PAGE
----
NSA garners new partners in hunt for cyber pros

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The U.S. Cyber Challenge, an effort to ramp up the country’s training for in-demand cybersecurity professionals, is joining forces with an NSA-sponsored program to help students map out a career in the field.

 The new partnership offers users the chance to prove their expertise through taking part in competitions — considered essential by many in the field who are dubious that existing cybersecurity qualifications accurately measure hands-on ability.

The NSA’s Day of Cyber website is open to anyone who registers and provides users an “opportunity to live a day in the life of six NSA professionals,” Kim Paradise told FedScoop. Paradise is Vice President of Partnerships at LifeJourney USA, the company whose “career exploration” technology runs the Day of Cyber platform.

The program which has been running a year, provides approximately two hours of content and is aimed at students ages 13 and up. 

“The platform enables students to run cyber challenges and generate their Cyber resume,” said Paradise.

The NSA gets basic aggregate demographic information on registrants, she said — the state they live in and their age — but no personal information.

“It’s not designed … as a direct recruitment tool,” she said, but instead aims “to get students interested in the cyber field in general.”

And the site is not aimed only at youngsters, said Karen Evans, national director of the U.S. Cyber Challenge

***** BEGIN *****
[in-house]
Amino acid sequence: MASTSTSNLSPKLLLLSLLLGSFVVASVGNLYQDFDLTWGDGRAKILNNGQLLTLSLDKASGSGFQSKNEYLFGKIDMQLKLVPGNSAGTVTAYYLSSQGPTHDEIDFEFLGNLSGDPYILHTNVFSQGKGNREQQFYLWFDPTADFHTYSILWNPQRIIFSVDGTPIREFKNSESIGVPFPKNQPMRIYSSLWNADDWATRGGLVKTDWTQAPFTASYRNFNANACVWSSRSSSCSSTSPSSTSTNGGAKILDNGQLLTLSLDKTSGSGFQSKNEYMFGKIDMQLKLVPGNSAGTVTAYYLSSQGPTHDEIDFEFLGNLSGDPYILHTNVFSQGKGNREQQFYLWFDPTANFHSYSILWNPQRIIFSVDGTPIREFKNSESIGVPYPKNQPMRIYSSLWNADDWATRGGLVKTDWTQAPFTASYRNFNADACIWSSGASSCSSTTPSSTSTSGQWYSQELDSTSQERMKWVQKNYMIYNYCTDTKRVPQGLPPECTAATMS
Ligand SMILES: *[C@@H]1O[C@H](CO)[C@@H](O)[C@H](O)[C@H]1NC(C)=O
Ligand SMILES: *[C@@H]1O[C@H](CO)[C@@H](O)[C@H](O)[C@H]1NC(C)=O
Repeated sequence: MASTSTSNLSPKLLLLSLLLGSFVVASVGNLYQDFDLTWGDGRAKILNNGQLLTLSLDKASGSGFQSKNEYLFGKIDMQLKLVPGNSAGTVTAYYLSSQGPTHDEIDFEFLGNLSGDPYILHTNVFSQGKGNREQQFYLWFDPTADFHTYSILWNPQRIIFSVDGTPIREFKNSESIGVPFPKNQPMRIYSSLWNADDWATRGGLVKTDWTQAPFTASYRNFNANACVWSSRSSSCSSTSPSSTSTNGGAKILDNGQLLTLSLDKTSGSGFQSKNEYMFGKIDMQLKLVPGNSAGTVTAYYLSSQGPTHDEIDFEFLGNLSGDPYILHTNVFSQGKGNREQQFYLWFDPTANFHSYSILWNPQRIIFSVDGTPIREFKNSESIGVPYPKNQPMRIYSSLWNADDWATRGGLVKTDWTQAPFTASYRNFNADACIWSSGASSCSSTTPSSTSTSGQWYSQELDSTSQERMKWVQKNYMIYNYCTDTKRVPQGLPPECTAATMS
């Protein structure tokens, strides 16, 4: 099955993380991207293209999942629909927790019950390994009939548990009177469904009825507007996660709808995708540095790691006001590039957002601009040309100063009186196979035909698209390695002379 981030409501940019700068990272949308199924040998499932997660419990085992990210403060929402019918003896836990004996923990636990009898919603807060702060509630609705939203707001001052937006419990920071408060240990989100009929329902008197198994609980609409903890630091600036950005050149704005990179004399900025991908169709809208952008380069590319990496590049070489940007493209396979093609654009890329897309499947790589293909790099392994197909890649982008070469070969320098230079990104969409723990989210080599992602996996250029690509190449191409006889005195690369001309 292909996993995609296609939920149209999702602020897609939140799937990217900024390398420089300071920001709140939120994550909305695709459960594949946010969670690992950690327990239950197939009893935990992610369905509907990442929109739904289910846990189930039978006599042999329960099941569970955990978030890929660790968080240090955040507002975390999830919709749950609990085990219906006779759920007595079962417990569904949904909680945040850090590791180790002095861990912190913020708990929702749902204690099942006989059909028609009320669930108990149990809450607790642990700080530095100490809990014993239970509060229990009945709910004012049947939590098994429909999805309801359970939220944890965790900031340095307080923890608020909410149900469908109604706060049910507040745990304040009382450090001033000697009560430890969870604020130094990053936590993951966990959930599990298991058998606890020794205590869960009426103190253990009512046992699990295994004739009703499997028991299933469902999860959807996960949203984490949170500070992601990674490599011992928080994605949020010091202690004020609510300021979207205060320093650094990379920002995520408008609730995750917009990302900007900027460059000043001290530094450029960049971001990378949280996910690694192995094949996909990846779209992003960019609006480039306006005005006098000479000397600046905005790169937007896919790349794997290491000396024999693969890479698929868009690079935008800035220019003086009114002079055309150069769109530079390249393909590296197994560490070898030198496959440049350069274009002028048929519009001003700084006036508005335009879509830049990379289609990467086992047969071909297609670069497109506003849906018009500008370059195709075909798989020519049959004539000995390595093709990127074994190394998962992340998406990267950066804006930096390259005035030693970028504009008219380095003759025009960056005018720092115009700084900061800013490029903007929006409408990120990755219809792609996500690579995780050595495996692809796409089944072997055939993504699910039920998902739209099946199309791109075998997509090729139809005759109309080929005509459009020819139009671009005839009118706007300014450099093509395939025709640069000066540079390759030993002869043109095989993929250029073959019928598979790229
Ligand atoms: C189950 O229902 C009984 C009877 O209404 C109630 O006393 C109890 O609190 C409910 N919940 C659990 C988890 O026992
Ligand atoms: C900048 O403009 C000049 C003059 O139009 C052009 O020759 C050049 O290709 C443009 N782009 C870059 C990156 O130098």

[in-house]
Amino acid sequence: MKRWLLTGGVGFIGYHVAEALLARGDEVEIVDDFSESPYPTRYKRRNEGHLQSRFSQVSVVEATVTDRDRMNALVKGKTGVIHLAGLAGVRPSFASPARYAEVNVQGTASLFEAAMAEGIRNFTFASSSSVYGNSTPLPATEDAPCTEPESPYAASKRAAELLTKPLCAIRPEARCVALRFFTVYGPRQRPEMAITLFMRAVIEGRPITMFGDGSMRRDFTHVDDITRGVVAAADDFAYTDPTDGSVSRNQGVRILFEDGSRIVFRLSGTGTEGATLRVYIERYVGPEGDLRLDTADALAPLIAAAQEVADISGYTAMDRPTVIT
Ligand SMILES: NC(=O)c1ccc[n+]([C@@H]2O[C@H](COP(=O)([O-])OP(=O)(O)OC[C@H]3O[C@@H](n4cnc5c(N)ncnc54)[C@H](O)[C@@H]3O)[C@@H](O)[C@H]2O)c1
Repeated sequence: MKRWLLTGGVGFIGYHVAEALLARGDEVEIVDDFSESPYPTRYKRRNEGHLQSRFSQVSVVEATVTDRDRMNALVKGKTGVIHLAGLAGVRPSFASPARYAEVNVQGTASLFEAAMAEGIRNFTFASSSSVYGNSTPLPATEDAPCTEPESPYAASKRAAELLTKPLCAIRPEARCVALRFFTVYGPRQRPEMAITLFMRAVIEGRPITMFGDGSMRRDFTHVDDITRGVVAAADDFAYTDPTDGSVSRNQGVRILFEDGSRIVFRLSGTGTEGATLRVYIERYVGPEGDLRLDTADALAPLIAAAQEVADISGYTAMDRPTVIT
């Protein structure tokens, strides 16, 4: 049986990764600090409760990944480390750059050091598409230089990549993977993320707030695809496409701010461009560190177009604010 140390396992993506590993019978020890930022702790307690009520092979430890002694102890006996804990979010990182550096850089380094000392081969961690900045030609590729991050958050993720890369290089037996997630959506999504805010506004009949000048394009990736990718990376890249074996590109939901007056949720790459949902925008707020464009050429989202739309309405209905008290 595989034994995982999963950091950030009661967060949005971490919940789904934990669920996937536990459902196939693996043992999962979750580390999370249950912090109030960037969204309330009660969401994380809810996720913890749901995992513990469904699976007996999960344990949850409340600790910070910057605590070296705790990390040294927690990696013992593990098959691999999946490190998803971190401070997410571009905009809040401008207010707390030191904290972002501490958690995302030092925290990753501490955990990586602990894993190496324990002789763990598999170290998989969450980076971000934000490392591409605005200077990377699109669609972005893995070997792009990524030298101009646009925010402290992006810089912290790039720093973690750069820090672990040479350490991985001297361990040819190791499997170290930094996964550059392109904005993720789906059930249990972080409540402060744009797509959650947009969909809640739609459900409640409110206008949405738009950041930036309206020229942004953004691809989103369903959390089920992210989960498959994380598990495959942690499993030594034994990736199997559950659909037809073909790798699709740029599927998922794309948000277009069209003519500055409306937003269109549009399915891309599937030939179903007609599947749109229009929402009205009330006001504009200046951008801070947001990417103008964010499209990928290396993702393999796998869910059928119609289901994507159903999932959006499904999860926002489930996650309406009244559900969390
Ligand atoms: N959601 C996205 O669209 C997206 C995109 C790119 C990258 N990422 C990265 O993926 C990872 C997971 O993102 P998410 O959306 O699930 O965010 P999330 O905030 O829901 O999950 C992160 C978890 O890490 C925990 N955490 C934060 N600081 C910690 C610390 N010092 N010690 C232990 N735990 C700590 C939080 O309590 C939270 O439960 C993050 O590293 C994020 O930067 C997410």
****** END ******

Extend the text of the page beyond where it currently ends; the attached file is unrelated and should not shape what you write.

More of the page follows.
“I could be a veteran coming back [from deployment], I could be unemployed” and aiming to acquire new skills, she said. “The idea is to put an array of tools out there” that can help users map out a path to a cybersecurity career — and help potential employers looking for recruits.

One such employer has already signed up to be a part of the deal, she said: Cyber Adapt, and others were in talks about joining. 

The U.S. Cyber Challenge brings to the table its tool, CyberCompEx, a social site which links aspiring cyber professionals with competitions and contests nationwide.

The competitions are key, explained Evans. “That’s the data point … That’s what the competitions do … It’s an outside validation of their actual performance” that potential employers can use.

Unlike the Day of Cyber, CyberCompEx does allow users to post their resumes and other details, so potential employers can find them.

“Industry is looking for people with specific skill sets,” she said. “Now [they] can say: Here’s this person, here’s their qualification, here’s how they’ve done in the competitions.”

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Cybersecurity, jobs, Karen Evans, Tech, training, U.S. Cyber Challenge
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